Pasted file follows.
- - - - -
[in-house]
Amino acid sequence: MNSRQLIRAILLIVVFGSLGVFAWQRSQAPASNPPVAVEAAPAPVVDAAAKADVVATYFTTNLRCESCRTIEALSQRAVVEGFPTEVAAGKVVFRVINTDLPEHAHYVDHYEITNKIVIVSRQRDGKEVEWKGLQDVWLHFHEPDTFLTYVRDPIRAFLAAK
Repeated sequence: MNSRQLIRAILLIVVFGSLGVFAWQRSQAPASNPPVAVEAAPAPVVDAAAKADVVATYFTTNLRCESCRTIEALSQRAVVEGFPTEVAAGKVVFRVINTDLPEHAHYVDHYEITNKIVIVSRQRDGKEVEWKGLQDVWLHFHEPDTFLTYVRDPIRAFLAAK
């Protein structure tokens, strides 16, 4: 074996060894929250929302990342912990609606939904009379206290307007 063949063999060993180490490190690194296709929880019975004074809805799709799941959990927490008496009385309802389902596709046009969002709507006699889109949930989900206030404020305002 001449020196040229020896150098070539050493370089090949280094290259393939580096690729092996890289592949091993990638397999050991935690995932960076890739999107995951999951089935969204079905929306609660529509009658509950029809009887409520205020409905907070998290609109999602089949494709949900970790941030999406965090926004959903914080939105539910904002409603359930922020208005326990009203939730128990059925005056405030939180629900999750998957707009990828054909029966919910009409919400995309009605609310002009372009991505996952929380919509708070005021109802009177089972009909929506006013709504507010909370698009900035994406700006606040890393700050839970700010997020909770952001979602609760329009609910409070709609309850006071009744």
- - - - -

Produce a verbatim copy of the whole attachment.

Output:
[in-house]
Amino acid sequence: MNSRQLIRAILLIVVFGSLGVFAWQRSQAPASNPPVAVEAAPAPVVDAAAKADVVATYFTTNLRCESCRTIEALSQRAVVEGFPTEVAAGKVVFRVINTDLPEHAHYVDHYEITNKIVIVSRQRDGKEVEWKGLQDVWLHFHEPDTFLTYVRDPIRAFLAAK
Repeated sequence: MNSRQLIRAILLIVVFGSLGVFAWQRSQAPASNPPVAVEAAPAPVVDAAAKADVVATYFTTNLRCESCRTIEALSQRAVVEGFPTEVAAGKVVFRVINTDLPEHAHYVDHYEITNKIVIVSRQRDGKEVEWKGLQDVWLHFHEPDTFLTYVRDPIRAFLAAK
């Protein structure tokens, strides 16, 4: 074996060894929250929302990342912990609606939904009379206290307007 063949063999060993180490490190690194296709929880019975004074809805799709799941959990927490008496009385309802389902596709046009969002709507006699889109949930989900206030404020305002 001449020196040229020896150098070539050493370089090949280094290259393939580096690729092996890289592949091993990638397999050991935690995932960076890739999107995951999951089935969204079905929306609660529509009658509950029809009887409520205020409905907070998290609109999602089949494709949900970790941030999406965090926004959903914080939105539910904002409603359930922020208005326990009203939730128990059925005056405030939180629900999750998957707009990828054909029966919910009409919400995309009605609310002009372009991505996952929380919509708070005021109802009177089972009909929506006013709504507010909370698009900035994406700006606040890393700050839970700010997020909770952001979602609760329009609910409070709609309850006071009744």